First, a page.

Sunshine Café and New Mexico Tea Company
Special trick-or-treat edition! Eat on the sunny side and steep in tradition.
A late brunch and a nice cup of tea—is there a better way to spend a Sunday? (It sure beats finding blender recipes to alleviate my massive, pounding hangover and surfing Cartoon Network.)
These days, lox on a bagel and a mug of Moroccan mint tea are all I need to put an end to a long week, and Sunshine Café graciously supplied me with the grub while the New Mexico Tea Company hooked me up with several ounces of pure loose-leaf enjoyment.
The entire menu includes a lot of fresh ingredients, seasonal produce and organic products—even an organic white wine.
The sun had passed the yardarm, so I sampled some. A few sips into a glass of the 2006 Snoqualmie “Naked” organic Riesling left me perplexed. It tasted extremely young, as though I’d picked an underripe pear off a tree and took a few bites. There was just no complexity at all. The nose was green but not grassy, and it disappeared from my palate faster than a Jehovah’s Witness from my doorstep.
Sparky employee Carrie had taken my order of lox and a bagel ($6.50), goat cheese and fresh herb omelet ($7.25) and biscuits and gravy ($6.95) with a side of bacon ($1.25).
Together, the brunch (served Sundays from 8 a.m. until 2 p.m.) reminded me of Duran Duran’s uneven catalog of albums—the first dish was good, the second meh, I liked the next dish but the bacon was meh.
The lox and bagel was a good-sized portion. Dill and capers came ingeniously blended into thick layers of cream cheese, the salmon was of excellent quality and the tomatoes were beautifully ripe. My omelet was fluffy with eggs and dotted throughout with creamy, pungent goat cheese. The profusion of artichoke hearts and sundried tomatoes that came inside it, however, were just plain overwhelming.
My biscuits and gravy were pretty darn great. The biscuit was actually a house-made green chile/white cheddar scone, which came covered with house-smoked ham and a rich béchamel sauce (a classic white sauce made of butter, flour and milk or cream).
The ham was surprising. It was so pale—almost white—that I mistook it for sliced turkey. Apparently I'm not the only one who's done it: According to Carrie, the house-cured ham is sans the nitrates that give conventional hams that bright pink color and iridescent rainbow sheen.
The bacon was not exciting. I prefer the super-thick applewood smoked slabs glittering with pepper. This bacon was thin and really salty and lacking the abundant tour de smoke I love.
Sunshine's lunch and dinner menu features a grip of fine, filling sandwiches. The smoked salmon and mascarpone I devoured was dreamy with hints of lemon on toasty whole wheat bread. A roasted turkey and avocado was killer with a dogpile of house-smoked turkey, warm green chile mashed with meaty avocado, thick slices of moist, earthy Brie, butter lettuce, tomatoes and red onion slices on a dense, white baguette dressed with Dijon vinaigrette.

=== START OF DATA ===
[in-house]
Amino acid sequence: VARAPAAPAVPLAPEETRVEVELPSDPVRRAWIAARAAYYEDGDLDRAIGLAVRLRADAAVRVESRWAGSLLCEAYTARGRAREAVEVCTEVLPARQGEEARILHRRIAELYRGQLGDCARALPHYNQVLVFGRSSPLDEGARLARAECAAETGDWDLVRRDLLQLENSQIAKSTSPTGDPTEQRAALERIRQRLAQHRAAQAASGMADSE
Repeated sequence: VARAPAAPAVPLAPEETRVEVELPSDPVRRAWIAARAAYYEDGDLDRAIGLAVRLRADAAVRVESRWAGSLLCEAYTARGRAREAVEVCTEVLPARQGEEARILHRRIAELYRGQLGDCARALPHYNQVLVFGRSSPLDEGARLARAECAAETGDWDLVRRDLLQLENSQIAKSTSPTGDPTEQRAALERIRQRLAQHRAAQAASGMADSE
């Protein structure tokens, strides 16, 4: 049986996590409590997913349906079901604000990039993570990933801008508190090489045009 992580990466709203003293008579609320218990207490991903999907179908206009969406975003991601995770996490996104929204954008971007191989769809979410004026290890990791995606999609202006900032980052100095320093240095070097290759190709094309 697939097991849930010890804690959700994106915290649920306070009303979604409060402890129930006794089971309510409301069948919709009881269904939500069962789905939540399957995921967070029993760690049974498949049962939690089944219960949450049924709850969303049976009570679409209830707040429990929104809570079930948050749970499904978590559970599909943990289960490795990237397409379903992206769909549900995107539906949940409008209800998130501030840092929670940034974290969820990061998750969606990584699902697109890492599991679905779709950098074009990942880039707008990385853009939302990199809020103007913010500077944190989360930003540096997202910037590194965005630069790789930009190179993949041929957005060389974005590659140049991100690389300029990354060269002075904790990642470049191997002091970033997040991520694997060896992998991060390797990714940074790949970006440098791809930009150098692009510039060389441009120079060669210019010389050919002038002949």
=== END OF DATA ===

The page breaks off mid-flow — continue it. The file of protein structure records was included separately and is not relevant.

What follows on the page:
Stuffed, I walked across the street to the store that supplies Sunshine Café with its robust menu of teas and herbal infusions. New Mexico Tea Company is a small, super-classy storefront owned by 26-year-old entrepreneur David Edwards. I had an absolute blast hanging out and chatting with him about loose-leaf teas, blends and the comparative merits of the new silky pyramid tea bags (turns out they allow more room for tea leaves to expand) versus the old pillow-style dippers.
Edwards is a tea lover’s wet dream—his noggin houses an almost encyclopedic knowledge of everything tea-related.
“All tea comes from the same plant, all four types: black, green, white and oolong,” he said. Then he enlightened me about trendy herbal infusions like Rooibos.
“They’re called tisane [pronounced tee-saan], which means anything that is not tea, like leaves, twigs and berries,” he explained.
Edwards’ collection of teas is quite sophisticated and seems to have something for everyone.
The greens are comprised of gunpowder, sencha, matcha and long ching, the blended greens include Moroccan mint, genmai cha (with the little toasty popped rice kernels), jasmine pearl and a mint-and-lemon gunpowder blend. He carries traditional, pure black teas like lapsang souchong (think deep wood smoke), assam and ceylon, and black blends like Scottish breakfast, huckleberry black, black jasmine cream and Russian caravan.
I purchased an ounce each of jasmine pearl ($5.50), masala chai in sachets (Edwards blends this himself with black pepper, $.65 each) and Casablanca ($3.44), which is my new personal favorite. Casablanca's dueling flavors of green and black teas, infused with mint and bergamot, is spectacular any time of day.
When I asked Edwards if he had any advice to share with newbie tea drinkers, he smiled and said, “Pick a tea you like, and drink a lot of it. It’s really good for you—lots of different antioxidants in both green and black.”
Words to steep by, if ever I heard them.